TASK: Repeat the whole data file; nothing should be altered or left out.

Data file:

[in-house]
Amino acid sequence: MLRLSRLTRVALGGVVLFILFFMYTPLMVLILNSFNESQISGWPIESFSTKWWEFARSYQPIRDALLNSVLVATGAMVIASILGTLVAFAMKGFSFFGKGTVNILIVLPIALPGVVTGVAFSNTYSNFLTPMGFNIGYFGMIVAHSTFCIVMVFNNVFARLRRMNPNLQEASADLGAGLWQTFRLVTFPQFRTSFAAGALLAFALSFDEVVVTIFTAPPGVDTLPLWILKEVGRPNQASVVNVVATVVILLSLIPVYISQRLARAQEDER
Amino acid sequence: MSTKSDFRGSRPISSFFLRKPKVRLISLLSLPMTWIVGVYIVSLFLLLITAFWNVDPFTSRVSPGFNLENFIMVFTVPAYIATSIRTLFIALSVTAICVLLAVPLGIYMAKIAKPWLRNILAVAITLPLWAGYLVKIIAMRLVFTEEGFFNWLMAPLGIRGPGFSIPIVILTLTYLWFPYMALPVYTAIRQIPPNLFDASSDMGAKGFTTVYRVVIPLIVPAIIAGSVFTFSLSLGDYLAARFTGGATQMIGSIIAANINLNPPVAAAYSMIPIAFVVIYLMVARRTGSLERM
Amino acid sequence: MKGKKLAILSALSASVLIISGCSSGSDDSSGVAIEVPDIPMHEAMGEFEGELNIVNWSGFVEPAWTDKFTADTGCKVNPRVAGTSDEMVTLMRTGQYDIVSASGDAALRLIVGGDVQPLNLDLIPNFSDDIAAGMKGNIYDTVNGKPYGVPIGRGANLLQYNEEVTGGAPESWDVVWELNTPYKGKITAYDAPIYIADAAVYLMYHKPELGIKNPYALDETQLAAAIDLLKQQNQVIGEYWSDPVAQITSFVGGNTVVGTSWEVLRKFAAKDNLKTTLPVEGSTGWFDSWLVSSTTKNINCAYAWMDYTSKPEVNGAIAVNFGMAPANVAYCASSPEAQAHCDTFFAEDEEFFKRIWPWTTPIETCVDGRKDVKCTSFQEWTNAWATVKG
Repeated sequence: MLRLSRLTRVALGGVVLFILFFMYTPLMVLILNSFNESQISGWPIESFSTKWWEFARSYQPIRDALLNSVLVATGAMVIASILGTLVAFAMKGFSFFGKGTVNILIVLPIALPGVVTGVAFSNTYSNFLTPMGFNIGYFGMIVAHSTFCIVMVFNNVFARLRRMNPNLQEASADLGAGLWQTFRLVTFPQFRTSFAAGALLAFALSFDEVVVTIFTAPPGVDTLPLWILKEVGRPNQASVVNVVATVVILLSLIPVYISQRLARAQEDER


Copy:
[in-house]
Amino acid sequence: MLRLSRLTRVALGGVVLFILFFMYTPLMVLILNSFNESQISGWPIESFSTKWWEFARSYQPIRDALLNSVLVATGAMVIASILGTLVAFAMKGFSFFGKGTVNILIVLPIALPGVVTGVAFSNTYSNFLTPMGFNIGYFGMIVAHSTFCIVMVFNNVFARLRRMNPNLQEASADLGAGLWQTFRLVTFPQFRTSFAAGALLAFALSFDEVVVTIFTAPPGVDTLPLWILKEVGRPNQASVVNVVATVVILLSLIPVYISQRLARAQEDER
Amino acid sequence: MSTKSDFRGSRPISSFFLRKPKVRLISLLSLPMTWIVGVYIVSLFLLLITAFWNVDPFTSRVSPGFNLENFIMVFTVPAYIATSIRTLFIALSVTAICVLLAVPLGIYMAKIAKPWLRNILAVAITLPLWAGYLVKIIAMRLVFTEEGFFNWLMAPLGIRGPGFSIPIVILTLTYLWFPYMALPVYTAIRQIPPNLFDASSDMGAKGFTTVYRVVIPLIVPAIIAGSVFTFSLSLGDYLAARFTGGATQMIGSIIAANINLNPPVAAAYSMIPIAFVVIYLMVARRTGSLERM
Amino acid sequence: MKGKKLAILSALSASVLIISGCSSGSDDSSGVAIEVPDIPMHEAMGEFEGELNIVNWSGFVEPAWTDKFTADTGCKVNPRVAGTSDEMVTLMRTGQYDIVSASGDAALRLIVGGDVQPLNLDLIPNFSDDIAAGMKGNIYDTVNGKPYGVPIGRGANLLQYNEEVTGGAPESWDVVWELNTPYKGKITAYDAPIYIADAAVYLMYHKPELGIKNPYALDETQLAAAIDLLKQQNQVIGEYWSDPVAQITSFVGGNTVVGTSWEVLRKFAAKDNLKTTLPVEGSTGWFDSWLVSSTTKNINCAYAWMDYTSKPEVNGAIAVNFGMAPANVAYCASSPEAQAHCDTFFAEDEEFFKRIWPWTTPIETCVDGRKDVKCTSFQEWTNAWATVKG
Repeated sequence: MLRLSRLTRVALGGVVLFILFFMYTPLMVLILNSFNESQISGWPIESFSTKWWEFARSYQPIRDALLNSVLVATGAMVIASILGTLVAFAMKGFSFFGKGTVNILIVLPIALPGVVTGVAFSNTYSNFLTPMGFNIGYFGMIVAHSTFCIVMVFNNVFARLRRMNPNLQEASADLGAGLWQTFRLVTFPQFRTSFAAGALLAFALSFDEVVVTIFTAPPGVDTLPLWILKEVGRPNQASVVNVVATVVILLSLIPVYISQRLARAQEDER